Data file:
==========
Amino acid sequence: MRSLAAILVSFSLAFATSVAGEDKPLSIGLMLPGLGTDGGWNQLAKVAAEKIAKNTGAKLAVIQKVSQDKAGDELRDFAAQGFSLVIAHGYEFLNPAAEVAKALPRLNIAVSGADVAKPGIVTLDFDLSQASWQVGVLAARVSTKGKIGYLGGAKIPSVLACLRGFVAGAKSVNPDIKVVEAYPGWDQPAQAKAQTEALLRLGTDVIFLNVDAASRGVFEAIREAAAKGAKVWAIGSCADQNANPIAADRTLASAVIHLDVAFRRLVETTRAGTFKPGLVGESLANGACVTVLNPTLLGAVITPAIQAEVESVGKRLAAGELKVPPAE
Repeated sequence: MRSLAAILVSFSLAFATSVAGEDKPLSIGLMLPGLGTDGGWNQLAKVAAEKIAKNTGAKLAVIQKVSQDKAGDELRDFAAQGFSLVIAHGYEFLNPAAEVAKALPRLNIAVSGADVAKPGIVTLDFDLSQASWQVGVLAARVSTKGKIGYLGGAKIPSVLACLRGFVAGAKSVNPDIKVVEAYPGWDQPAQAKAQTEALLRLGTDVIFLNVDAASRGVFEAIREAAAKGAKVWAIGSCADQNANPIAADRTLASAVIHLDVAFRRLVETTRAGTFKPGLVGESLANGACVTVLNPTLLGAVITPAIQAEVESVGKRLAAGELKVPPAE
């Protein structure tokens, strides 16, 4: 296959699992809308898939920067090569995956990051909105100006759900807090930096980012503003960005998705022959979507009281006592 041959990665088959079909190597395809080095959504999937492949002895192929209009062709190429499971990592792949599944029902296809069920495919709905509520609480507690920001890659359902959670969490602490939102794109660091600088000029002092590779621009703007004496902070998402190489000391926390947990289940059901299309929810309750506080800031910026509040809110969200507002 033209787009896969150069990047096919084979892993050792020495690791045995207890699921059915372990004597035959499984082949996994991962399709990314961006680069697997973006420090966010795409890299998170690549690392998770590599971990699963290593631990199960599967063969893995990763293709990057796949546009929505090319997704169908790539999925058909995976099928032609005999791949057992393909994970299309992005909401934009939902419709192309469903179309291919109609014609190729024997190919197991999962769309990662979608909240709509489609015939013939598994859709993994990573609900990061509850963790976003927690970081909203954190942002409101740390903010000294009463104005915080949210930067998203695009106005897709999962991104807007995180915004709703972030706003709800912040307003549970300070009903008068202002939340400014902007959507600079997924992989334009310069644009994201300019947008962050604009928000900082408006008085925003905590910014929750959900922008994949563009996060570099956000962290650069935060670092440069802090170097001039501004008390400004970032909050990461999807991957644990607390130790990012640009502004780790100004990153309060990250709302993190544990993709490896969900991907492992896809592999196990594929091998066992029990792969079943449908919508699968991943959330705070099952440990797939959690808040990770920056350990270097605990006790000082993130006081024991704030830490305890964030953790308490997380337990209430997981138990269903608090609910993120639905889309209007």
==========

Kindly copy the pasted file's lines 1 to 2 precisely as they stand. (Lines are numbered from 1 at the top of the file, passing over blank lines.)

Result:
Amino acid sequence: MRSLAAILVSFSLAFATSVAGEDKPLSIGLMLPGLGTDGGWNQLAKVAAEKIAKNTGAKLAVIQKVSQDKAGDELRDFAAQGFSLVIAHGYEFLNPAAEVAKALPRLNIAVSGADVAKPGIVTLDFDLSQASWQVGVLAARVSTKGKIGYLGGAKIPSVLACLRGFVAGAKSVNPDIKVVEAYPGWDQPAQAKAQTEALLRLGTDVIFLNVDAASRGVFEAIREAAAKGAKVWAIGSCADQNANPIAADRTLASAVIHLDVAFRRLVETTRAGTFKPGLVGESLANGACVTVLNPTLLGAVITPAIQAEVESVGKRLAAGELKVPPAE
Repeated sequence: MRSLAAILVSFSLAFATSVAGEDKPLSIGLMLPGLGTDGGWNQLAKVAAEKIAKNTGAKLAVIQKVSQDKAGDELRDFAAQGFSLVIAHGYEFLNPAAEVAKALPRLNIAVSGADVAKPGIVTLDFDLSQASWQVGVLAARVSTKGKIGYLGGAKIPSVLACLRGFVAGAKSVNPDIKVVEAYPGWDQPAQAKAQTEALLRLGTDVIFLNVDAASRGVFEAIREAAAKGAKVWAIGSCADQNANPIAADRTLASAVIHLDVAFRRLVETTRAGTFKPGLVGESLANGACVTVLNPTLLGAVITPAIQAEVESVGKRLAAGELKVPPAE